There is a fundamental gap in understanding how poverty, children's early nutrition, access to federal anti-poverty programs and food insecurity are related to obesity in Hispanic and African-American preschool children. The long-term goal is to establish policies that will reverse the rise of obesity in minority children. The objective of this particular application is to identify the relationship among demographic and environmental factors that might contribute to obesity in minority children. The central hypothesis is that a number of demographic and early environmental stressors place minority children at risk for obesity. The rationale for the proposed research is that, once the factors that are related to obesity in minority children are known, they can be used as the basis for developing local, state and federal policies that can lead to the reversal of food insecurity and obesity across low-income minority households. This approach is innovative, because it will employ the use of a national dataset in which data has been collected for approximately 8,900 children between the ages of 48-57 months across the various racial/ethnic groups on child health, physical measures, poverty status, and household food security. In order to begin to understand the long term implications for the inadequacy of food, poverty, and nutrition on young children's developmental and overall physical health it is essential that we begin to examine the data from a developmental perspective. The Early Childhood Longitudinal Birth Cohort (ECLS-B) data set will provide the information necessary to begin to identify the variables that, either alone or taken together, can predict the impact of poverty, food insecurity, and early nutritional habits are related to the occurrence of obesity in African- American and Hispanic children.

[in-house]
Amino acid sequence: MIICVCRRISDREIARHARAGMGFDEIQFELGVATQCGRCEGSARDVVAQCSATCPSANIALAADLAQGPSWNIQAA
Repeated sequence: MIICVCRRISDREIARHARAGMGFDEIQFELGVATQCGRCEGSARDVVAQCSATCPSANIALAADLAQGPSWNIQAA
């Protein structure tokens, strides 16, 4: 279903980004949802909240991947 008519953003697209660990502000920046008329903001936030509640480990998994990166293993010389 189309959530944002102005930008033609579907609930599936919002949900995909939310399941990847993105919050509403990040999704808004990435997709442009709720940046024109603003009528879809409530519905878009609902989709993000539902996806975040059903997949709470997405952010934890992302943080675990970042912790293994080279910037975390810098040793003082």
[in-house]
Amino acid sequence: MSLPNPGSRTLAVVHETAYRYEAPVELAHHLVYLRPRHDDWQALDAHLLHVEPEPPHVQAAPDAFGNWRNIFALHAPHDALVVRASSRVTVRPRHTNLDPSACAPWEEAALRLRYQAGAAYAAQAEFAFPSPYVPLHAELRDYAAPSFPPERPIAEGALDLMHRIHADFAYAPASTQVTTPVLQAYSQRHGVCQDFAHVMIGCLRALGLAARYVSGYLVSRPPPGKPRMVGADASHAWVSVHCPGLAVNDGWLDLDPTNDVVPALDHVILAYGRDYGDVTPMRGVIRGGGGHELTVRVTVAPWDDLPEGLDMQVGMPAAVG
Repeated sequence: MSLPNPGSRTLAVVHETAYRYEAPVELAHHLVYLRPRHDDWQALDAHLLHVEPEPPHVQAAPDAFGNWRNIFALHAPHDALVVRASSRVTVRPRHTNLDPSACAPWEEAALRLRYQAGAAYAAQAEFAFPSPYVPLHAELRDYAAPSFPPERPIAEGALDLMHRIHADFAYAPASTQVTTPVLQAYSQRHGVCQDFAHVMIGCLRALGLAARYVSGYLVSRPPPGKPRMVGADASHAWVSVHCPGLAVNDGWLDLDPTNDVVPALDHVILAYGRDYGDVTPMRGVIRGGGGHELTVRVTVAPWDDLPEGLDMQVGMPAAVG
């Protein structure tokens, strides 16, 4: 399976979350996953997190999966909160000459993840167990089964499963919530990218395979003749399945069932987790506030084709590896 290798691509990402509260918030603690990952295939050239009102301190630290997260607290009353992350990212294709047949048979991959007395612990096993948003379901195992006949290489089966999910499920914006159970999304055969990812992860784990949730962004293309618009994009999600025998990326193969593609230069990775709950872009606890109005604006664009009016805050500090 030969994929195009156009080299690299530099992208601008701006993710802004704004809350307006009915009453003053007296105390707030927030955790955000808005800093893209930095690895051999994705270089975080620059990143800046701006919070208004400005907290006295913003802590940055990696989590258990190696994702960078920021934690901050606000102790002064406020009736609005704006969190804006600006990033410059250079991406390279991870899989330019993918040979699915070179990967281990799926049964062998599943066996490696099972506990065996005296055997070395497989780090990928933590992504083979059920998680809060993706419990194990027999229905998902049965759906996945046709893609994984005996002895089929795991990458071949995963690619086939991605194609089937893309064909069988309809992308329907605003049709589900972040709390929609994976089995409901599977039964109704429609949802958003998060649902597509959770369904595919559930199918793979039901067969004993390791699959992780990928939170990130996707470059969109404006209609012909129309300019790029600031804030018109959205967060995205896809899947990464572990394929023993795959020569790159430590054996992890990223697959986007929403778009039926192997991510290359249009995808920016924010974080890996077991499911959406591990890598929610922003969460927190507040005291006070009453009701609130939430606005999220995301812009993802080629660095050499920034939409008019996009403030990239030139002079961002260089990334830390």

Over the last decade, the rate of obesity has disproportionately increased within African- American and Latino children. There is a fundamental gap in understanding how poverty, children's early nutrition, access to federal anti-poverty programs and food insecurity are related to obesity within this population. The relevance of the proposed research to public health is that obesity can lead to other health problems such as diabetes, which are also on the rise in this population. Information from this research will be useful in adding to our current knowledge concerning the relationship between certain risk factors and obesity, while simultaneously providing information that could be used to change the current health care practices and poverty initiatives.